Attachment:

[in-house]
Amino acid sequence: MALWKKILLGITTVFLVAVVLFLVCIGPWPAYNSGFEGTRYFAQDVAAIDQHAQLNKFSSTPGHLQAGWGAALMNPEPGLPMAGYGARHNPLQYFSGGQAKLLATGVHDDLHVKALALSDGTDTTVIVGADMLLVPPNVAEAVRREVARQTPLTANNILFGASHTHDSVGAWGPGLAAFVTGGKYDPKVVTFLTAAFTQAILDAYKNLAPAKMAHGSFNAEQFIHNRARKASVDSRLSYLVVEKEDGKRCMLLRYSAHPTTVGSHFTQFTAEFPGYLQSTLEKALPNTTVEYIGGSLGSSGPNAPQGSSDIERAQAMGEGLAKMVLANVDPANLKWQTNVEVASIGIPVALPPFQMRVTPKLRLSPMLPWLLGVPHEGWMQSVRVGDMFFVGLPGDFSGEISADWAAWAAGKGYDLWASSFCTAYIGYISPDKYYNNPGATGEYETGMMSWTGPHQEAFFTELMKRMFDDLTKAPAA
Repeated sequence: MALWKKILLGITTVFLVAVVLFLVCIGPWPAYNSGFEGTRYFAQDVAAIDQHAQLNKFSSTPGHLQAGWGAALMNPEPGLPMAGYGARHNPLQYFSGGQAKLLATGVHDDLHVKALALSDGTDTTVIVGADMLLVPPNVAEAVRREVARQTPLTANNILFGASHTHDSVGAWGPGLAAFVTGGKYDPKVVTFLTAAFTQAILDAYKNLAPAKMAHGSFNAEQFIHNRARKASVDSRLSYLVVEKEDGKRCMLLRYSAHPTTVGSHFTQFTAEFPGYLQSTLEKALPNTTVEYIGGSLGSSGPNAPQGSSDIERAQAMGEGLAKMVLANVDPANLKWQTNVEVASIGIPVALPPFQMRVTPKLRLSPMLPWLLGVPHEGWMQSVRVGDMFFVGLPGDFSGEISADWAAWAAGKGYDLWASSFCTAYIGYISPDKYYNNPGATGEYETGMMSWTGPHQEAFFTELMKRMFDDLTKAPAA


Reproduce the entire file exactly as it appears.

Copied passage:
[in-house]
Amino acid sequence: MALWKKILLGITTVFLVAVVLFLVCIGPWPAYNSGFEGTRYFAQDVAAIDQHAQLNKFSSTPGHLQAGWGAALMNPEPGLPMAGYGARHNPLQYFSGGQAKLLATGVHDDLHVKALALSDGTDTTVIVGADMLLVPPNVAEAVRREVARQTPLTANNILFGASHTHDSVGAWGPGLAAFVTGGKYDPKVVTFLTAAFTQAILDAYKNLAPAKMAHGSFNAEQFIHNRARKASVDSRLSYLVVEKEDGKRCMLLRYSAHPTTVGSHFTQFTAEFPGYLQSTLEKALPNTTVEYIGGSLGSSGPNAPQGSSDIERAQAMGEGLAKMVLANVDPANLKWQTNVEVASIGIPVALPPFQMRVTPKLRLSPMLPWLLGVPHEGWMQSVRVGDMFFVGLPGDFSGEISADWAAWAAGKGYDLWASSFCTAYIGYISPDKYYNNPGATGEYETGMMSWTGPHQEAFFTELMKRMFDDLTKAPAA
Repeated sequence: MALWKKILLGITTVFLVAVVLFLVCIGPWPAYNSGFEGTRYFAQDVAAIDQHAQLNKFSSTPGHLQAGWGAALMNPEPGLPMAGYGARHNPLQYFSGGQAKLLATGVHDDLHVKALALSDGTDTTVIVGADMLLVPPNVAEAVRREVARQTPLTANNILFGASHTHDSVGAWGPGLAAFVTGGKYDPKVVTFLTAAFTQAILDAYKNLAPAKMAHGSFNAEQFIHNRARKASVDSRLSYLVVEKEDGKRCMLLRYSAHPTTVGSHFTQFTAEFPGYLQSTLEKALPNTTVEYIGGSLGSSGPNAPQGSSDIERAQAMGEGLAKMVLANVDPANLKWQTNVEVASIGIPVALPPFQMRVTPKLRLSPMLPWLLGVPHEGWMQSVRVGDMFFVGLPGDFSGEISADWAAWAAGKGYDLWASSFCTAYIGYISPDKYYNNPGATGEYETGMMSWTGPHQEAFFTELMKRMFDDLTKAPAA